UBS writes down $10 bln, Singapore injects capital

ZURICH (Reuters) - UBS UBSN.VX announced a $10 billion write-down and a massive injection of funds from Singapore and the Middle East, making it the biggest subprime crisis casualty to date among major European banks.

Singapore is taking 9 percent of UBS in a deal that mirrors action taken by U.S.-based Citigroup C.N two weeks ago. Citi expects to write off between $8 billion and $11 billion and secured funding from the Abu Dhabi Investment Authority.

Europe’s fourth-biggest bank also raised the possibility it will make its first full-year loss in a decade.

“In our judgment these write-downs will create maximum clarity on this issue and will have the effect of substantially eliminating speculation,” said UBS Chief Executive Marcel Rohner.

The write-down follows a 4.2 billion Swiss franc ($3.7 billion) hit that UBS suffered at the end of October which was also related to U.S. subprime mortgages -- loans made to high-risk home buyers who face rising interest rates and are now defaulting on payments.

The Swiss bank’s chairman, Marcel Ospel, said further big write-downs were unlikely but indicated that noting could be entirely ruled out.

“It was very hard for me to imagine that such a scenario as we are seeing today could happen. I do not have a crystal ball in order to tell what can happen tomorrow or the day after tomorrow,” he told Germany’s Frankfurter Allgemeine Zeitung.

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UBS said it expects a fourth-quarter loss and warned that it may even make a loss for 2007 as a whole. This would be the bank’s first full-year operating loss since 1996, when UBS and Swiss Banking Corporation, with which it merged two years later, were both hit by losses in the Swiss mortgage market.

The bank also said it would replace a proposed cash dividend with a stock-based payout for 2007 instead of a cash payment, and said it would scrutinize its investment bank business thoroughly and weed out low-profit divisions.

UBS’s shares initially fell almost 3 percent as investors took fright at the anticipated dilution of their share of earnings. They later recovered on relief that the worst of UBS’s subprime woes could be over, and closed 1.4 percent higher at 58 Swiss francs.

Credit rating agency Fitch Ratings cut its ratings of UBS by one notch to AA and said only the bank’s swift action to raise capital had prevented a more savage downgrade.


The Southeast Asian island-state of Singapore will hold its 9 percent stake through the Government of Singapore Investment Corporation (GIC), a second major injection of sovereign wealth fund cash into a major bank along the lines of the Abu Dhabi Investment Authority’s purchase of its $7.5 billion stake in Citigroup on November 27.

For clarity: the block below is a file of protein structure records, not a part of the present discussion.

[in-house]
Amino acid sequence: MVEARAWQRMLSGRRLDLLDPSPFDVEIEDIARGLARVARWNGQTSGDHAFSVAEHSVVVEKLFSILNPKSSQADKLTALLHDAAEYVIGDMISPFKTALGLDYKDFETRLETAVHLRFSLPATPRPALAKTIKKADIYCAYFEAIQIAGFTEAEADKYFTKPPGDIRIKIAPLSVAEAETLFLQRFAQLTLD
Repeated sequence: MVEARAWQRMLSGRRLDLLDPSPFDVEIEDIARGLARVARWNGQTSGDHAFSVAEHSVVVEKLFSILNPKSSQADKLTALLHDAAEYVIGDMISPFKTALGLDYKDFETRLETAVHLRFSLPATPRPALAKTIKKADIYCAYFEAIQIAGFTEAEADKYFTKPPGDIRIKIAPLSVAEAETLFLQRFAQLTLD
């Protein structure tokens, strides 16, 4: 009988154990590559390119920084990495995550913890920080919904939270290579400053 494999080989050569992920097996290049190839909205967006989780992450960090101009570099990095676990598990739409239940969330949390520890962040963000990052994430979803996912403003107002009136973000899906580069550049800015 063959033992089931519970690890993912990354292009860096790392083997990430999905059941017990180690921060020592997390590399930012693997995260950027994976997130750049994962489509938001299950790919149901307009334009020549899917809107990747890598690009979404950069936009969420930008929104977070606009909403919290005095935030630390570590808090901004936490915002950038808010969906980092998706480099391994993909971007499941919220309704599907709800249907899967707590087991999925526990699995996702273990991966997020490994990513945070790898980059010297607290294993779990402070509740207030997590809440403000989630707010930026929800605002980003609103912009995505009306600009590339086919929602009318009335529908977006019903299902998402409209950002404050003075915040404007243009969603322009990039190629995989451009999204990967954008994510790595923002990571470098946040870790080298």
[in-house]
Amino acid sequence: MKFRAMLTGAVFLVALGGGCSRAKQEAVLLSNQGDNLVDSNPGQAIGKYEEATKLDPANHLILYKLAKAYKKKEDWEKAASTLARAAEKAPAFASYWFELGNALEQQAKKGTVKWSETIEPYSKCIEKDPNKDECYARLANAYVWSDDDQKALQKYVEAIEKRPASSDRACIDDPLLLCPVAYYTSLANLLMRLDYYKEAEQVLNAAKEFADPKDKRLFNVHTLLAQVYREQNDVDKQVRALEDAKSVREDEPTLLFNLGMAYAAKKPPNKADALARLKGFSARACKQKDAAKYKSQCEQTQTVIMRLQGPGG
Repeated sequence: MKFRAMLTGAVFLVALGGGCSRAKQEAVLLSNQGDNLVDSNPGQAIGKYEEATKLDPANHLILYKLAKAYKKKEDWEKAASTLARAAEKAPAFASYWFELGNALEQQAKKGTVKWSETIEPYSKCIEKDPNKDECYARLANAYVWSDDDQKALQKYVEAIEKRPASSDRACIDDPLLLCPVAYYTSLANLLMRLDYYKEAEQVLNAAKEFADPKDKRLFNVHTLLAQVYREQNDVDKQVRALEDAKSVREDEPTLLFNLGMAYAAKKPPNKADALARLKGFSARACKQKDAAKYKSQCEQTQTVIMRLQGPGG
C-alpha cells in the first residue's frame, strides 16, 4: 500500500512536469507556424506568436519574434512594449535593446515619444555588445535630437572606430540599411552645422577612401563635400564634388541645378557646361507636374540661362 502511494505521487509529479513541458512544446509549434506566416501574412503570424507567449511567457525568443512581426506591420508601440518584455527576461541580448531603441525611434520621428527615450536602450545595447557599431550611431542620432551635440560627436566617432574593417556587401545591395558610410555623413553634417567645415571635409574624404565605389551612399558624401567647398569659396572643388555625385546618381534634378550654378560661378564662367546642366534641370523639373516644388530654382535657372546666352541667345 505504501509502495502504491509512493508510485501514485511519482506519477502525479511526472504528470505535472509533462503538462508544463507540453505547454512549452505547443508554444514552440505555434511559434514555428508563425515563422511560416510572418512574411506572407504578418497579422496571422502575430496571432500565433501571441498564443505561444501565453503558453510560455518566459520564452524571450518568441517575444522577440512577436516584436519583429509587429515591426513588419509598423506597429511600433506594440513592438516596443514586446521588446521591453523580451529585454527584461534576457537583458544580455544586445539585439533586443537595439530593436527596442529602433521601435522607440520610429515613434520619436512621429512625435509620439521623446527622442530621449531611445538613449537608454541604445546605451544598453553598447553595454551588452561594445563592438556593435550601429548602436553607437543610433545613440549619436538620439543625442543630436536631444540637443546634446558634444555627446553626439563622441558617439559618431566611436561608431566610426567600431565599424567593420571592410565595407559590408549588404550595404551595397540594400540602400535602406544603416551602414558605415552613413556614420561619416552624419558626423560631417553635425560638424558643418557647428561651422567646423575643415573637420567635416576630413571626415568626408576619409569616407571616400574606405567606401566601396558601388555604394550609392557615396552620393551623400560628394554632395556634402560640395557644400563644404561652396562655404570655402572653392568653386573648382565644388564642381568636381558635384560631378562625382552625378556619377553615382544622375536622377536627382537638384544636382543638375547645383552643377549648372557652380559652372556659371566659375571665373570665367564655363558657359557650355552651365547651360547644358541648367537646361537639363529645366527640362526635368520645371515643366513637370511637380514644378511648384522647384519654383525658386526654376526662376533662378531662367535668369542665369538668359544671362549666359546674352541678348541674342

A logo of Swiss UBS bank is pictured at the Bahnhofstrasse in Zurich December 10, 2007. REUTERS/Arnd Wiegmann

“It’s a developing trend. Asian and Middle Eastern sovereign investors are cash rich and have a longer time horizon than the average market investor,” said Omar Fall, analyst at ABN AMRO.

A further stake of about 1.5 percent is going to an unnamed Middle East investor, and the two investments will raise 13 billion Swiss francs ($11.5 billion) of fresh capital. Oman’s State General Reserve Fund denied suggestions that it was the investor in question.

UBS said it had not ruled out granting board seats to the new investors.

Rohner and other top managers are due to address analysts and investors in London on Tuesday.

UBS Chairman Ospel, who said he was under no pressure from within the bank to resign, said UBS now faces a challenge refocusing its investment bank, which has taken the full force of the subprime meltdown.

The bank also said it would approve the resale of 36.4 million treasury shares previously intended for cancellation, increasing Tier 1 capital by about 2 billion francs.

UBS is to replace the 2007 cash dividend with a bonus stock issue which would boost Tier 1 capital by 4.4 billion francs.

Together with the capital increase, Tier 1 capital would be raised by a total of 19.4 billion francs, boosting its Tier 1 capital ratio to 12 percent.

Keeping a high Tier 1 capital ratio is key to securing UBS’s franchise as the world’s largest wealth manager and retaining the business of its very richest clients, which include many dollar billionaires, say analysts.

The latest write-downs mainly involved UBS’s holdings of risky “super senior debt” and of collateralized debt obligations (CDOs), said UBS. The write-downs were based on the values of the exposures at the end of November.

Only last month UBS’s Chief Financial Officer Marco Suter advised analysts and investors in meetings that the bank did not expect to make any huge write-downs in the fourth quarter.

The two new investors will subscribe to an issue of mandatory convertible notes carrying a coupon of 9 percent until conversion into ordinary shares, which must take place within approximately two years of the issue.

Additional reporting by Kevin Lim and Sebastian Tong in Singapore, Douwe Miedema and Thomas Atkins in Zurich; editing by Brian Moss and Elizabeth Fullerton